Archive | April, 2017

Beautiful Murals Express the Soul of Humanity

The murals that young artists have created in Berkeley are a deep expression of their humanity and spirit. Prophetic art expresses their deepest feelings about gentrification and displacement, public health and social justice.

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The Visions of Young Artists Flourish in Berkeley

The beautiful mural splashes the brilliant colors of wild nature on the drab gray streets. Hummingbirds, zebras, giraffes and black panthers show the ecological connections of life on Earth.

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Compassion: A Solution to Oakland’s Homeless Crisis

So much compassion has been lost in our society. Many people have become desensitized to seeing homeless encampments. They remind us that the unexpected can hit any of us at any time. We can lose our job or suddenly get too sick to work. Many don’t want to think about this.

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Berkeley Activists Created a Park That Still Lives Today

For nearly a half-century, the community has continued to defend and maintain the park in spite of periodic confrontations with the University of California. The latest threat to the park — the announcement that UC officials are considering building student housing on the land — will not go unchallenged.

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Preserving People’s Park as a Public Commons

People’s Park provides refuge for the “indigent” (as the University of California calls us), and remains important as a place for free speech and alternative cultural events. The Park is a public commons, and preserves trees and green space. It is a historic symbol of the era of peace and freedom.

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The Significance of People’s Park — Now More Than Ever

People from all over the world were coming to the Bay Area for the poetry and music, for the recognition of Howl as free speech, and for the chance to participate in a cultural change that has never stopped, any more than has the university’s ham-handed efforts to repress it.

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Tiny Houses: Salvation for the Homeless or a Dead End?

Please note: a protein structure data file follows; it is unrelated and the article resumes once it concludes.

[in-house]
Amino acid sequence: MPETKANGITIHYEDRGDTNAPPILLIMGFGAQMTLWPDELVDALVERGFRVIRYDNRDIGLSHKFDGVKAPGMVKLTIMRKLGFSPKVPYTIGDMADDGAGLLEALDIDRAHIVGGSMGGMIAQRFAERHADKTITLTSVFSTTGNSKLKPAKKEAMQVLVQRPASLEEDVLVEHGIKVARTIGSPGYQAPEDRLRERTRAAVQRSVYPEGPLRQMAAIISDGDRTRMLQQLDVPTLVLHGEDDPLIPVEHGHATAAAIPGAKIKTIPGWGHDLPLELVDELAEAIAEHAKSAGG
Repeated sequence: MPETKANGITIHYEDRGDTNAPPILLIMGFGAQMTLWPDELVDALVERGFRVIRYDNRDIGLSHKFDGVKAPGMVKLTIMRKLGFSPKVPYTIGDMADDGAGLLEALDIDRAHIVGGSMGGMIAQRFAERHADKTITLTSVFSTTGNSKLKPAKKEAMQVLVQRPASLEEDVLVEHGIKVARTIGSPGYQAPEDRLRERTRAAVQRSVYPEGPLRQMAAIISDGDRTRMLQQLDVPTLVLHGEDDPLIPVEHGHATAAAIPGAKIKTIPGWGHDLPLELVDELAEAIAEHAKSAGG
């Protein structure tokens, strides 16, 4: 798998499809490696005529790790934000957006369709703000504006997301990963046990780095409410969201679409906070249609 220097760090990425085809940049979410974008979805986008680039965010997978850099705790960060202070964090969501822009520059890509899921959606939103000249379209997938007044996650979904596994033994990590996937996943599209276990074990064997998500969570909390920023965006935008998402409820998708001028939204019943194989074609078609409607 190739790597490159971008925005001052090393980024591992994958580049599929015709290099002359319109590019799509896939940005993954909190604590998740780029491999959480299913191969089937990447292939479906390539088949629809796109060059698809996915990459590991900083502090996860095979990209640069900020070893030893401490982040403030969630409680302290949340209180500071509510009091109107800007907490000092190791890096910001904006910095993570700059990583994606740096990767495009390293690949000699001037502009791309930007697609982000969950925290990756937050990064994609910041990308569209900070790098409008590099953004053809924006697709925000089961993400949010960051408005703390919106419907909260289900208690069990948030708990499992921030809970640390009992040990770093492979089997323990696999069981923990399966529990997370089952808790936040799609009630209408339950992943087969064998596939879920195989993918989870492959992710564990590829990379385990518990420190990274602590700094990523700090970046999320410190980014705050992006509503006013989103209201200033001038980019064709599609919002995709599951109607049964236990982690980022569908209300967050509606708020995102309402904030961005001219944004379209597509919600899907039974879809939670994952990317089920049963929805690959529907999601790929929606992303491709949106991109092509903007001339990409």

Depending on who you ask, moving homeless people into wooden cabins either rescues them from the streets or paves the way for dead-end shantytowns. Rhonda, homeless after losing her job as a restaurant manager, is grateful for the shelter but says it’s a cramped place to bring up her five-year-old daughter.

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Cost-Free Improvements for the Pathways Project

Berkeley’s public was tired of paying for the destruction of poor people’s tents decades ago, let alone picking up the tab for circling them through courts and jails. Criminalizing people with nowhere to go is unethical, expensive, a ridiculous assault on the dignity of everybody involved, and a civil rights violation.

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An Eternal Home Outside of Time

In Hans Christian Andersen’s The Snow Queen, the love of a friend melts a captive boy’s frozen heart and sets him free. The Snow Queen tells him that if he is able to put together some pieces of frozen ice to spell the word Eternity, he will be set free.

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Resurrection of the Poor People’s Campaign

Rev. Barber told the activists gathered in the nation’s capital that by demonstrating in solidarity with poor people, they had become a link in the long history of people who fought for justice.

Hate Crime Laws Needed to Protect the Homeless

As homelessness becomes more visible, people living on the streets are targeted for bullying, assaults, harassment and even murders.

Life Is A Precious Gift: Mother Teresa’s House in Washington

We will never know how many huge pots of soup Jacob lifted with the sisters into trucks, to take to the homeless in the park. We will never know how many diseased bodies he fed, held and bathed, and the number of tears he dried in the early morning hours.

Mother Teresa’s Gift of Love in San Francisco

She took home with her the men who had only a few days left to live and were suffering the most, and tenderly cared for them around the clock. I am certain some of the people I was meeting were angels, whose job was to make certain no soul died alone and unloved.

My Back Pages: A Song for Miss Kay

She softly sings the soul anthem “Stand By Me.” It is a song for Miss Kay, a song for all of us. Her life, with its music and joy, followed by a downward slide into homelessness and death, tells us something deeper than words about the human condition.

My Back Pages: Kerry’s Kids, An Undying Dream

Oakland pediatrician Dr. Karen Kruger said, “Kerry’s death was so sudden and seemingly purposeless and shocking that I think there was a need for people that loved her to carry on her memory in a way that she would look down on from her cloud and be happy about.”